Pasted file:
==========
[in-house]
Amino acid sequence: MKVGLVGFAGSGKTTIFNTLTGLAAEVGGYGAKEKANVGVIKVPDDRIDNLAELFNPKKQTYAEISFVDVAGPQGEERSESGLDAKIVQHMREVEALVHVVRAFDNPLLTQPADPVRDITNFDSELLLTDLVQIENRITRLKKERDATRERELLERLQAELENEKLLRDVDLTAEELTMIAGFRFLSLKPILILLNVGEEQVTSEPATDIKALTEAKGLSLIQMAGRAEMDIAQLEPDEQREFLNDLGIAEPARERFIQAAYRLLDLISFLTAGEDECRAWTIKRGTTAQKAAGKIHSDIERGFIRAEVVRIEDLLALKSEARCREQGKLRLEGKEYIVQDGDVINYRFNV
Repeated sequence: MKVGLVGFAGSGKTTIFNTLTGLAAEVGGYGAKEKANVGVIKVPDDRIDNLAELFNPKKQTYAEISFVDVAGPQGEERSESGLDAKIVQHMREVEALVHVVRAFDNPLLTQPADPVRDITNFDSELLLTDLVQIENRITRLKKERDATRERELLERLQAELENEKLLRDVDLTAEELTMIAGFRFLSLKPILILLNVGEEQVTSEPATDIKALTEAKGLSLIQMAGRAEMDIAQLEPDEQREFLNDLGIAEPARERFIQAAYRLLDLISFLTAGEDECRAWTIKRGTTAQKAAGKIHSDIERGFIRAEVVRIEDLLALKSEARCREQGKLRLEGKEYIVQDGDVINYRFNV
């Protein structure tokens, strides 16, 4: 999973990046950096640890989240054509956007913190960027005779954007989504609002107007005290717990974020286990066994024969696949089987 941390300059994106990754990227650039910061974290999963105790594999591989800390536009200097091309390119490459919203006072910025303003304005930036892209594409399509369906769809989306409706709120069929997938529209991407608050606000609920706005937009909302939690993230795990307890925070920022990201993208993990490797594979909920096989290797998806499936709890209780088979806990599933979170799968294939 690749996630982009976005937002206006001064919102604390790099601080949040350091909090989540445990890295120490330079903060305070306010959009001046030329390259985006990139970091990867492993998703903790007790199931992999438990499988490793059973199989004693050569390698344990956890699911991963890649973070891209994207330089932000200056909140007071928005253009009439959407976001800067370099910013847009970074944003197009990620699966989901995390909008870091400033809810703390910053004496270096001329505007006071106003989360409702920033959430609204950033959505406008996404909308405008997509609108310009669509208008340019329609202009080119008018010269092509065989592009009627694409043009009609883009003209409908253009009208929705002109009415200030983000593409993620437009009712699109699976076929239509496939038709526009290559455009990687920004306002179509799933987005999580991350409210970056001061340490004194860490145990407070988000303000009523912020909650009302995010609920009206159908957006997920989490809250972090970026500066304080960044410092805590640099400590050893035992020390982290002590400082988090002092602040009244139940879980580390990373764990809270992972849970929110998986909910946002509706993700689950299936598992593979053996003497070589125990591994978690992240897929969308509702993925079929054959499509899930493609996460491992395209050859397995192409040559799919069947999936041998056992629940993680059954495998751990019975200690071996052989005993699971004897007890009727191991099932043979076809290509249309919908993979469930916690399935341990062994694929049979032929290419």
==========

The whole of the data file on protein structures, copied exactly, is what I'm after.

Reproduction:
[in-house]
Amino acid sequence: MKVGLVGFAGSGKTTIFNTLTGLAAEVGGYGAKEKANVGVIKVPDDRIDNLAELFNPKKQTYAEISFVDVAGPQGEERSESGLDAKIVQHMREVEALVHVVRAFDNPLLTQPADPVRDITNFDSELLLTDLVQIENRITRLKKERDATRERELLERLQAELENEKLLRDVDLTAEELTMIAGFRFLSLKPILILLNVGEEQVTSEPATDIKALTEAKGLSLIQMAGRAEMDIAQLEPDEQREFLNDLGIAEPARERFIQAAYRLLDLISFLTAGEDECRAWTIKRGTTAQKAAGKIHSDIERGFIRAEVVRIEDLLALKSEARCREQGKLRLEGKEYIVQDGDVINYRFNV
Repeated sequence: MKVGLVGFAGSGKTTIFNTLTGLAAEVGGYGAKEKANVGVIKVPDDRIDNLAELFNPKKQTYAEISFVDVAGPQGEERSESGLDAKIVQHMREVEALVHVVRAFDNPLLTQPADPVRDITNFDSELLLTDLVQIENRITRLKKERDATRERELLERLQAELENEKLLRDVDLTAEELTMIAGFRFLSLKPILILLNVGEEQVTSEPATDIKALTEAKGLSLIQMAGRAEMDIAQLEPDEQREFLNDLGIAEPARERFIQAAYRLLDLISFLTAGEDECRAWTIKRGTTAQKAAGKIHSDIERGFIRAEVVRIEDLLALKSEARCREQGKLRLEGKEYIVQDGDVINYRFNV
């Protein structure tokens, strides 16, 4: 999973990046950096640890989240054509956007913190960027005779954007989504609002107007005290717990974020286990066994024969696949089987 941390300059994106990754990227650039910061974290999963105790594999591989800390536009200097091309390119490459919203006072910025303003304005930036892209594409399509369906769809989306409706709120069929997938529209991407608050606000609920706005937009909302939690993230795990307890925070920022990201993208993990490797594979909920096989290797998806499936709890209780088979806990599933979170799968294939 690749996630982009976005937002206006001064919102604390790099601080949040350091909090989540445990890295120490330079903060305070306010959009001046030329390259985006990139970091990867492993998703903790007790199931992999438990499988490793059973199989004693050569390698344990956890699911991963890649973070891209994207330089932000200056909140007071928005253009009439959407976001800067370099910013847009970074944003197009990620699966989901995390909008870091400033809810703390910053004496270096001329505007006071106003989360409702920033959430609204950033959505406008996404909308405008997509609108310009669509208008340019329609202009080119008018010269092509065989592009009627694409043009009609883009003209409908253009009208929705002109009415200030983000593409993620437009009712699109699976076929239509496939038709526009290559455009990687920004306002179509799933987005999580991350409210970056001061340490004194860490145990407070988000303000009523912020909650009302995010609920009206159908957006997920989490809250972090970026500066304080960044410092805590640099400590050893035992020390982290002590400082988090002092602040009244139940879980580390990373764990809270992972849970929110998986909910946002509706993700689950299936598992593979053996003497070589125990591994978690992240897929969308509702993925079929054959499509899930493609996460491992395209050859397995192409040559799919069947999936041998056992629940993680059954495998751990019975200690071996052989005993699971004897007890009727191991099932043979076809290509249309919908993979469930916690399935341990062994694929049979032929290419």